Neil Steele
5   Posted 14/03/2010 at 16:04:25

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Disagree Art, it’s a lack of composure throughout the squad that is the problem.

Think about this; Almost every mid table team in Spain, more or less every side in Portugal...their defences are awful. The players, as individuals are awful.

What they are though is comfortable on the ball, so they don’t bring the pressure on themselves by surrendering possession all the time.

Whatever combination of defenders we put out they should be easily good enough to contend with the challenges they will face from most teams in this league, particularly when you consider the quality of some of the player in front of them - but only if they play the right way.

Put it this way, I think if we lined up with a back 5 of Almunia, Vermaelen, Silvestre, Sagna and Clichy we would regularly ship 4 and 5 goals.

The reason those players don’t at Arsenal is because when your team has the ball, the other team can’t score.

David Moyes needs to recognise the importance of ball retention and composure and put some real work in over the summer because right now he is in danger of having turned a full circle.

By that I mean having taken a poor set of players and got them to massively over-achieve, to now having a wonderful set of players who he still sends out to play like a bunch of yard dogs.

We know we have the ability because we see it in flashes and we see it in performances like against Hull and Manchester United recently.

What we need to do though is make a full commitment to playing passing football and ensure the players are well drilled enough and confident enough to do that when teams start to press us instead of what we currently do which is shit our pants and start smashing it long again.
Alan Clarke
6   Posted 15/03/2010 at 09:22:37

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Neville must be bad if you’re saying Hibbert should return.

I think Distin is the reason our defence is so poor. An erratic centre half is not filling anyone else in that defence with confidence and Jagielka’s not yet up to speed to cover Distin’s mistakes. Although Lescott is not playing well at Man City, we definitely miss him.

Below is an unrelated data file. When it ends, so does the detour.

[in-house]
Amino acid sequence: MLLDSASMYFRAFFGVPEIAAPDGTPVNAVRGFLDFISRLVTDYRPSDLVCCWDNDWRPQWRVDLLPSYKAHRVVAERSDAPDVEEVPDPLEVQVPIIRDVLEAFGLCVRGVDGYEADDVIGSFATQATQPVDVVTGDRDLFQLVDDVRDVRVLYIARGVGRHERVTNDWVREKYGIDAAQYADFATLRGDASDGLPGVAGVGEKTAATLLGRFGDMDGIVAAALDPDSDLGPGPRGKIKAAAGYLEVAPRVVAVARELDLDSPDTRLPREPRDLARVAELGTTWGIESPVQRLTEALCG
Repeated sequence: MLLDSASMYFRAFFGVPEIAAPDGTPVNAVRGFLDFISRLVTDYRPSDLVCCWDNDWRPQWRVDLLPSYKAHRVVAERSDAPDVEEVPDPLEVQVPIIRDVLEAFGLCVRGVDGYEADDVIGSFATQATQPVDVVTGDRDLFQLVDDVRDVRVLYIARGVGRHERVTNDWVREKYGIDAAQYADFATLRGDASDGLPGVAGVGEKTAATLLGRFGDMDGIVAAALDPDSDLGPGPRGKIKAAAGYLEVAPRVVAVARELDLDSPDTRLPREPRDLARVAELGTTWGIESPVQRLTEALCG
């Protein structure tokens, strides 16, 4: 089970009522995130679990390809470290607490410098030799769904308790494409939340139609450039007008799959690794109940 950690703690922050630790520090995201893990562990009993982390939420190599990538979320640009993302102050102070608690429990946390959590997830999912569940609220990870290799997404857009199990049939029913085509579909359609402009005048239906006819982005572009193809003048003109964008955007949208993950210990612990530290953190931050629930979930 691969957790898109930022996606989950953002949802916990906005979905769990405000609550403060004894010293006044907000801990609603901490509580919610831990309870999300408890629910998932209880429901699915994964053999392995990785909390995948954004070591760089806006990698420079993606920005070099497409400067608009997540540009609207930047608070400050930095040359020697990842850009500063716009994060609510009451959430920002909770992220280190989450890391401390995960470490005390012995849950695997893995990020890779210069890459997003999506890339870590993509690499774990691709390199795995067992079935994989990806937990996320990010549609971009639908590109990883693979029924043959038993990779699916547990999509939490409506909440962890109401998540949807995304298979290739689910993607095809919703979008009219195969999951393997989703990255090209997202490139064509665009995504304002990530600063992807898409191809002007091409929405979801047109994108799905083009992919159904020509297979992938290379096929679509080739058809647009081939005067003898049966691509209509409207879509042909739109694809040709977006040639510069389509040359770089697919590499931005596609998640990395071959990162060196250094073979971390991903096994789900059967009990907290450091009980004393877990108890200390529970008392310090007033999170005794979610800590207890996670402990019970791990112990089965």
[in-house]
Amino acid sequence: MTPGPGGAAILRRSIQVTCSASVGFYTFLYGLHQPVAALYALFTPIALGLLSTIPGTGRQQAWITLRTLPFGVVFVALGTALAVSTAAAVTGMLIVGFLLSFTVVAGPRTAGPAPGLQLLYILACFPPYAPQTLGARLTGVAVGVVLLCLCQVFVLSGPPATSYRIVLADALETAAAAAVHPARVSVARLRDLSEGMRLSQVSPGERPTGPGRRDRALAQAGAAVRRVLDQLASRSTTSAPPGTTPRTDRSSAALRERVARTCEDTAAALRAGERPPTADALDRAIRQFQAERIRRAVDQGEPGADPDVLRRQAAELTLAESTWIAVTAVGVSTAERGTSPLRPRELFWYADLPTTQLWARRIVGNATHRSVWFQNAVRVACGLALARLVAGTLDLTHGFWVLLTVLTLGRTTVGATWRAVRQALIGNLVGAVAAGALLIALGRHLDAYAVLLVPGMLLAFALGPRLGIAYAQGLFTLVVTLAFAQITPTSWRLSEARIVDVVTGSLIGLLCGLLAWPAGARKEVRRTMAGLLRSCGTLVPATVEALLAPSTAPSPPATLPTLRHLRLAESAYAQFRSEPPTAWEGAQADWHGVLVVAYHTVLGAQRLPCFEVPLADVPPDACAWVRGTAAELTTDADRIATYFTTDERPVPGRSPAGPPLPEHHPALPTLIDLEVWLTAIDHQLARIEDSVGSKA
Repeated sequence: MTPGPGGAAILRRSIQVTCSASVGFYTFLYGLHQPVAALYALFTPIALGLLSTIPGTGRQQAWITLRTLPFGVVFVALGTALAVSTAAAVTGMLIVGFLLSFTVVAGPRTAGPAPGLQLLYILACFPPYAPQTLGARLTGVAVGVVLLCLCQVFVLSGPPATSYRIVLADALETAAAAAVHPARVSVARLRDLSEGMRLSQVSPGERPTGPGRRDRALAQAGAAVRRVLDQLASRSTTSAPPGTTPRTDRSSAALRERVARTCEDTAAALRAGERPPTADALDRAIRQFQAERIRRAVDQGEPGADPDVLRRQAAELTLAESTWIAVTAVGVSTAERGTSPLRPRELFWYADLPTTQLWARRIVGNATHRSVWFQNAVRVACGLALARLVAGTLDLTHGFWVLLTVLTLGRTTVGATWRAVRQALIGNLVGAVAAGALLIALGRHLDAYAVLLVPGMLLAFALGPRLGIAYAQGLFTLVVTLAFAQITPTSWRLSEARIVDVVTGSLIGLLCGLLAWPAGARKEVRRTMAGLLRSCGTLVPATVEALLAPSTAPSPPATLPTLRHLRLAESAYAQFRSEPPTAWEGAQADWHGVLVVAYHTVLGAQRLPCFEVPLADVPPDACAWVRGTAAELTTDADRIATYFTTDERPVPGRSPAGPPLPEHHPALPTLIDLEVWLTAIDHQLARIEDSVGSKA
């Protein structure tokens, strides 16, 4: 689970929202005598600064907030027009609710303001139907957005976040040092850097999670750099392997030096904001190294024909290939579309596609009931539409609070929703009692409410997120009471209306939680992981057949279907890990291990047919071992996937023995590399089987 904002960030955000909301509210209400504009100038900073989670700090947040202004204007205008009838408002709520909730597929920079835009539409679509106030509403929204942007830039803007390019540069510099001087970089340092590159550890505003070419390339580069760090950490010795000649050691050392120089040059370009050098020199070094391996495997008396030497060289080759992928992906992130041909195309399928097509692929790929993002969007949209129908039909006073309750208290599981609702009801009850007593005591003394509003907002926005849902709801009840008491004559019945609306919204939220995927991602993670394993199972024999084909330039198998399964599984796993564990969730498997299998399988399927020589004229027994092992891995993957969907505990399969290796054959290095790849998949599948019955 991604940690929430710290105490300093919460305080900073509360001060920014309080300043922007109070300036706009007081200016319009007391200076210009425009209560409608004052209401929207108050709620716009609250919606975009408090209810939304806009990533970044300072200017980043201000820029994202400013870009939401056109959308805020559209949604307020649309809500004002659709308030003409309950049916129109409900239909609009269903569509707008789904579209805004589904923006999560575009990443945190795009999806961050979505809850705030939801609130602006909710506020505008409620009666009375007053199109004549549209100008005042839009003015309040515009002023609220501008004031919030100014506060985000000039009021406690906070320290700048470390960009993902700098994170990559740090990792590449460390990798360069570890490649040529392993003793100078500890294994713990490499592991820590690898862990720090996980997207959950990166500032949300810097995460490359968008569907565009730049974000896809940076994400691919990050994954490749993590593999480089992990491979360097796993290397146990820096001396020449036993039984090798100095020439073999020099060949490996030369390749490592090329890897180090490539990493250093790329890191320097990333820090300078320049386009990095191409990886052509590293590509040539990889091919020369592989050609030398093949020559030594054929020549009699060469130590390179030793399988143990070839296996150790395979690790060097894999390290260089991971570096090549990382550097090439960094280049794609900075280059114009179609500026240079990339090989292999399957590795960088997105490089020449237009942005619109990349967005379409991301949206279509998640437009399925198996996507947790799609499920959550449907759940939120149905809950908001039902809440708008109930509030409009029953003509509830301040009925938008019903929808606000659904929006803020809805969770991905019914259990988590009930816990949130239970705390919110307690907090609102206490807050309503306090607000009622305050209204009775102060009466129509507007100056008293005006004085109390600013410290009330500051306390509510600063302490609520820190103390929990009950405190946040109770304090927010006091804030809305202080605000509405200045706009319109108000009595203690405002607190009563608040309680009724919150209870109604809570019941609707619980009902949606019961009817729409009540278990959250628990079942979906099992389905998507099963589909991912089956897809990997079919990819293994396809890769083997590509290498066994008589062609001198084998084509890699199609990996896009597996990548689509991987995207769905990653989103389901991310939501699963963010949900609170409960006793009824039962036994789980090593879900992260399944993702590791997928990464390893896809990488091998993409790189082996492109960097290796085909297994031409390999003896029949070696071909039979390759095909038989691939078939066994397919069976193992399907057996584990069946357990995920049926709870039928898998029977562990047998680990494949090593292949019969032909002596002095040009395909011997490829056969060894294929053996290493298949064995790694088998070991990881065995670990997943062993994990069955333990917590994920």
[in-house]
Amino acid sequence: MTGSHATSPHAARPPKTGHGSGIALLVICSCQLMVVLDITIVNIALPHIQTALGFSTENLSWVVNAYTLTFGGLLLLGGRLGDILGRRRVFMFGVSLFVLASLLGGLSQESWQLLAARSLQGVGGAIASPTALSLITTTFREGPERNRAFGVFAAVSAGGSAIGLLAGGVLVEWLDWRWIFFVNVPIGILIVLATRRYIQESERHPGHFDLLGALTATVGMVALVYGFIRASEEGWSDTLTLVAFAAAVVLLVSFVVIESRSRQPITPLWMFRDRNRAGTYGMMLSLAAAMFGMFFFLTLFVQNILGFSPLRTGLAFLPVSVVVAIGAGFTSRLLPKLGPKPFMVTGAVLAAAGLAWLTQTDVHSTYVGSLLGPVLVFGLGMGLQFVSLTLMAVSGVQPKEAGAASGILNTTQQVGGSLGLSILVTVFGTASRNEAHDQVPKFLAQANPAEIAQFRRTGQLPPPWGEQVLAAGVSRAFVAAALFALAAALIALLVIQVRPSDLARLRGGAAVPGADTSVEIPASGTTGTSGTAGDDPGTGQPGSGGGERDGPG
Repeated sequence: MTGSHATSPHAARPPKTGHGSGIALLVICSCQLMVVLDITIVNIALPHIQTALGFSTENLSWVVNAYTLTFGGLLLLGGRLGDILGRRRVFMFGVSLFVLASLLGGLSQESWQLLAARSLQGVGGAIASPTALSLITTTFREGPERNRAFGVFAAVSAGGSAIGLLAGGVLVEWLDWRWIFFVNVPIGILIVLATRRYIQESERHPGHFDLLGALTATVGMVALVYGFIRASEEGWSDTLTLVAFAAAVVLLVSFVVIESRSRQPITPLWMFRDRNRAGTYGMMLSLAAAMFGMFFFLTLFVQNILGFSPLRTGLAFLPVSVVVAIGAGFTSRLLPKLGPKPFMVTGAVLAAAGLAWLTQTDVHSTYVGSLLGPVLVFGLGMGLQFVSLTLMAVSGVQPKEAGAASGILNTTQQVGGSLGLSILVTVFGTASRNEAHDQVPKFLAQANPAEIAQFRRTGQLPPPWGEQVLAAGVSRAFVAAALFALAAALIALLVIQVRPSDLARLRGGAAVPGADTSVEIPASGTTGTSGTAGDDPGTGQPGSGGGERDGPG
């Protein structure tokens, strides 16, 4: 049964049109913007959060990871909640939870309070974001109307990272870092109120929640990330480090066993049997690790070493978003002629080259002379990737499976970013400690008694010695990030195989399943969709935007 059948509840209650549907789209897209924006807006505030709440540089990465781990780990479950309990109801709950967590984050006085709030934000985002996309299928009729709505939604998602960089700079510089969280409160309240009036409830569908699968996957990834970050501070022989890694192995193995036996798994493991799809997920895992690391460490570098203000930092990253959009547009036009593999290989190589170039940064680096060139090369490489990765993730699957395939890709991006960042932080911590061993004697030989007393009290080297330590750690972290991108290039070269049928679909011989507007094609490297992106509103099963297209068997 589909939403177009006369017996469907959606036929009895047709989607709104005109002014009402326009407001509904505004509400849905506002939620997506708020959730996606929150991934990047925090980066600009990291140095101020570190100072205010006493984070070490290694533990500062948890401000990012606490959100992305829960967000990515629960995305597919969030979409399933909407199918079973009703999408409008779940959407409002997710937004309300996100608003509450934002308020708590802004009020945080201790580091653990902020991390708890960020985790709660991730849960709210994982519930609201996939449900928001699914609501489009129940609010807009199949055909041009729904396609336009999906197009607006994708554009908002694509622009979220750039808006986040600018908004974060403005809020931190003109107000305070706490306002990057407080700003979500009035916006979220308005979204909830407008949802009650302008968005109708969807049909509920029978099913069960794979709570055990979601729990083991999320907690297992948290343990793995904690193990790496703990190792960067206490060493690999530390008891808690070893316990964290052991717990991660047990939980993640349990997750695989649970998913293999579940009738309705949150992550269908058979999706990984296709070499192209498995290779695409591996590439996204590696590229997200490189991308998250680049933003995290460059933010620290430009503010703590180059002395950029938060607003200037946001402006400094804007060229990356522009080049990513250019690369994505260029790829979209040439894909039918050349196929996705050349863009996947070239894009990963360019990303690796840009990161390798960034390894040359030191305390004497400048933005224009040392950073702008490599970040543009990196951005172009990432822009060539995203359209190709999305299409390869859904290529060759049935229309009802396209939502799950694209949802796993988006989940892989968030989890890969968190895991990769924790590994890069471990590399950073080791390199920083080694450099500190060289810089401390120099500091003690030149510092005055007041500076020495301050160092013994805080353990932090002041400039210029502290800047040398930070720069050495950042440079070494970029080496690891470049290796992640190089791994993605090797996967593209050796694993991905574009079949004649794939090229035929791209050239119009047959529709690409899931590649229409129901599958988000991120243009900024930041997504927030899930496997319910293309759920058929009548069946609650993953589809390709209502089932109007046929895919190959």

How many clean sheets have we kept this season compared to last? And how many leads have we lept slip this season? The goals against column this season looks awful and is the worst out of anyone above the bottom 12. I’d move Heitinga back, drop Distin, move Neville into midfield and put Coleman at right back. I’m not a Neville fan but Moyes will never drop him and he had a good spell in midfield alongside Arteta last year.
Matthew Mackey
7   Posted 15/03/2010 at 10:21:46

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I’m not quite sure why a lot of you guys here are slating Cahill so much. Fair point, he didn’t have one of his better games, but he has only just come back from a calf injury and so he probably wasn’t up to match speed. Also with that Scottish Brummie "thug" Furguson trying to kick lumps out of you all game it probably made it more difficult for tiny Tim.
Question the managers intension to play him rather than the players enthusiasm to play. Cahill has delivered the goods on many occasions when we didn’t deserve anything out of a game so lets not nail him to the cross just yet.
Peter Wilson
8   Posted 15/03/2010 at 18:41:27

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Neil I don’t believe that poor coaching makes players give the ball away under pressure. I would argue that a basic lack of natural ability.

You may be able to coach and improve decision making and to a certain extent improve players awareness through coaching but I think being comfortable in possession and using the ball well under pressure is natural, like a good first touch, you either have it or you don’t. Good footballers have it and they will have had since they were kids.

We certainly have got more ’footballers’ in the side than we have had for a long time but there are others who give the ball away time after time and are completely uncomfortable when they get it. Neville and Distin are obvious ones, Yobo is awful (that aimless ’9 iron’ chip forward he does all game), Jags isn’t great on the ball to be honest and Hibbert, when he plays, offers nothing in that respect. And in midfield, Cahill had never been a particularly good footballer in terms of his passing or first touch.

You can get away with one or maybe two in certain positions but above that you will struggle and so often we do. Our European games have always exposed that.

Its particularly important to have players who are comfortable in the ball at the back as they see a lot of it and everything starts from there, particularly full backs. That is why Neville, for all what he brings to the club in terms of leadership is a nightmare. In the modern game full backs get loads of space and so good players ones can really add an attacking hurt you but he is shocking on the ball.

You say that we stopped playing when Birmingham scored - that’s true, but do you really think Moyes has all of sudden told the team to change tactics and start hoofing it and missing the midfield out? I am sure what he wanted was for us to carry on playing it on the floor, passing and moving as we were doing. It’s the players who stopped doing that because some of them (including those named above) haven’t got enough ability to keep hold of the ball consistently and when under pressure.

Our progress depends on us continuing to weed out these players and adding more players who can use the ball well and see the importance or retaining it. And that is down to Moyes.